THE TRIAL COURT DEPARTED FROM THE ESSENTIAL REQUIREMENTS OF LAW IN ORDERING THE DISCLOSURE OF MATERIALS AND PHOTOGRAPHS TAKEN BY THE INSURER’S ADJUSTER
Avatar Property & Casualty Ins. Co. v. Mitchell, 46 Fla. L. Weekly D168 (Fla. 3rd DCA January 13, 2021)
The homeowner insured reported a claim for damage to her residence. An adjuster came out and met with a loss consultant that the homeowner had retained. The adjuster prepared a post-loss report, and photographed the interior and exterior of the residence recording his observations on each of the photographs.
After a coverage dispute arose, plaintiff sought discovery of all of the photographs taken by the insurer of the property that day, as well as all statements containing information regarding a statement by the plaintiff at any time during the insurance company’s handling of the plaintiff’s loss, including adjuster notes, claim reports, interoffice memoranda, tape recordings, and transcripts.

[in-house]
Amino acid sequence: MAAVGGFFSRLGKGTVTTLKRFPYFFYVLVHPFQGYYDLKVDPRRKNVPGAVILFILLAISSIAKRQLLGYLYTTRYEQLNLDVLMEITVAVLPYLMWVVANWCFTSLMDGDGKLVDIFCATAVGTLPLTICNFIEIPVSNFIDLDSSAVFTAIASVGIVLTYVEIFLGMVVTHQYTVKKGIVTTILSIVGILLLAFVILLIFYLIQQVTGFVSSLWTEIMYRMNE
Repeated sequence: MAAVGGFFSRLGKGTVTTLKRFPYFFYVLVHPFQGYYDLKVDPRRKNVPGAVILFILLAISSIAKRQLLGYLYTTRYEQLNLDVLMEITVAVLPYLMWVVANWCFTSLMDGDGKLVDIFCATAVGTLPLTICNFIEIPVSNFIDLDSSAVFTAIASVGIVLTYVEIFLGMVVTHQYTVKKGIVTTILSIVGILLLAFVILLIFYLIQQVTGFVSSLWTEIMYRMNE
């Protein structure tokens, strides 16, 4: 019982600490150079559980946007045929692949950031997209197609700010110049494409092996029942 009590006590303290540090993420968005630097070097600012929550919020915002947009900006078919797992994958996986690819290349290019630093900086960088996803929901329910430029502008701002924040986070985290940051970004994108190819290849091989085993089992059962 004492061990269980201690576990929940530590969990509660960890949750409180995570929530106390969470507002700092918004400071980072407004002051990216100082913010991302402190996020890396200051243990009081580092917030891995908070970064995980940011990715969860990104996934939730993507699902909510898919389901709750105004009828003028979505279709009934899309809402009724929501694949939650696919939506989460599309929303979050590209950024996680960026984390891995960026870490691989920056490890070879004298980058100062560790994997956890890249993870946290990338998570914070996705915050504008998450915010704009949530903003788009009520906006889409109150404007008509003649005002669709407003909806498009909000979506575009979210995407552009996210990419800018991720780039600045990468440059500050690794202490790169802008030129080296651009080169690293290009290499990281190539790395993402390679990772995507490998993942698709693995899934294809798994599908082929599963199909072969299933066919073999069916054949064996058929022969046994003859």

The insurance company asserted work product privilege and filed a privilege log. However, following an in-camera inspection, the trial court ordered the insurer to produce the report as well as unredacted photographs.
The court issued the writ of certiorari. When the plaintiff retained a loss consultant and lodged a claim, the insurance company’s adjuster was tasked with investigating whether the claim was subject to coverage. Consequently, those materials constituted work product.
Also, the insured made no showing of exceptional circumstances required to justify disclosure. Without such a showing, it was error for the trial court to compel production of these work product materials.